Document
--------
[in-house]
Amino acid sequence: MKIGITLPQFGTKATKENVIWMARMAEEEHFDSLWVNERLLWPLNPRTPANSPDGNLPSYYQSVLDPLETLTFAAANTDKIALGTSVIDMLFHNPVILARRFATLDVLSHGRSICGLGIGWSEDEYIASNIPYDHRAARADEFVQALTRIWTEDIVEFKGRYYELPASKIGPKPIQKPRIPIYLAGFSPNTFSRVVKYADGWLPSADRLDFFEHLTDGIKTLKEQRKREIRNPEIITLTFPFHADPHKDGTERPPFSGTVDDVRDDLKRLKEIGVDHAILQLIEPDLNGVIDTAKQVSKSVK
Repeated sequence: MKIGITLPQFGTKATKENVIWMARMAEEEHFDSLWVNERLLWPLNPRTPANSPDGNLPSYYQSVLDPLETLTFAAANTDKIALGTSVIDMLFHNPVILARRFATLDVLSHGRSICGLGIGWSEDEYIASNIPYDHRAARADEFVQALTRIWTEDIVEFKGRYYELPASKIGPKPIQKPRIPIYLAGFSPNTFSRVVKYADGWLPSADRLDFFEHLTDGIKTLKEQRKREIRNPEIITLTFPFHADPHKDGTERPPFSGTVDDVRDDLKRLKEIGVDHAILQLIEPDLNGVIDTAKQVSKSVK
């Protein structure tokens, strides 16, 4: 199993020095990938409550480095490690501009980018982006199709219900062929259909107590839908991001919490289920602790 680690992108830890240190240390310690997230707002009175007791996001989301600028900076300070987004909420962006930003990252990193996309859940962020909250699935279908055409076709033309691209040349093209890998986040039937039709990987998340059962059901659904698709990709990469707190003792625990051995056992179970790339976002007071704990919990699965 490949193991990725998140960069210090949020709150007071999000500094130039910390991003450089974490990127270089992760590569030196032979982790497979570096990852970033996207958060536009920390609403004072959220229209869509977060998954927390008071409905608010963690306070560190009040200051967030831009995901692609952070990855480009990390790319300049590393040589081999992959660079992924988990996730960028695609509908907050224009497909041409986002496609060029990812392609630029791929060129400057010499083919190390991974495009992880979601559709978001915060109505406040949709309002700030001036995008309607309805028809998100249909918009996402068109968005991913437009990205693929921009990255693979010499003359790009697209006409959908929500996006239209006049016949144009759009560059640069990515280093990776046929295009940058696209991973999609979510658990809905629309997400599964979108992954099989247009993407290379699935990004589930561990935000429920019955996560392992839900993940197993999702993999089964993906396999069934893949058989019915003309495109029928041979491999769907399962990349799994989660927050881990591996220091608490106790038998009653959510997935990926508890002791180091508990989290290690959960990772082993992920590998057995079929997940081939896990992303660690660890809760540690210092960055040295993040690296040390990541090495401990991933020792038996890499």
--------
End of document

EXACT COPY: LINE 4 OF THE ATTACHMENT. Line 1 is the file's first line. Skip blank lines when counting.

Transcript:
């Protein structure tokens, strides 16, 4: 199993020095990938409550480095490690501009980018982006199709219900062929259909107590839908991001919490289920602790 680690992108830890240190240390310690997230707002009175007791996001989301600028900076300070987004909420962006930003990252990193996309859940962020909250699935279908055409076709033309691209040349093209890998986040039937039709990987998340059962059901659904698709990709990469707190003792625990051995056992179970790339976002007071704990919990699965 490949193991990725998140960069210090949020709150007071999000500094130039910390991003450089974490990127270089992760590569030196032979982790497979570096990852970033996207958060536009920390609403004072959220229209869509977060998954927390008071409905608010963690306070560190009040200051967030831009995901692609952070990855480009990390790319300049590393040589081999992959660079992924988990996730960028695609509908907050224009497909041409986002496609060029990812392609630029791929060129400057010499083919190390991974495009992880979601559709978001915060109505406040949709309002700030001036995008309607309805028809998100249909918009996402068109968005991913437009990205693929921009990255693979010499003359790009697209006409959908929500996006239209006049016949144009759009560059640069990515280093990776046929295009940058696209991973999609979510658990809905629309997400599964979108992954099989247009993407290379699935990004589930561990935000429920019955996560392992839900993940197993999702993999089964993906396999069934893949058989019915003309495109029928041979491999769907399962990349799994989660927050881990591996220091608490106790038998009653959510997935990926508890002791180091508990989290290690959960990772082993992920590998057995079929997940081939896990992303660690660890809760540690210092960055040295993040690296040390990541090495401990991933020792038996890499």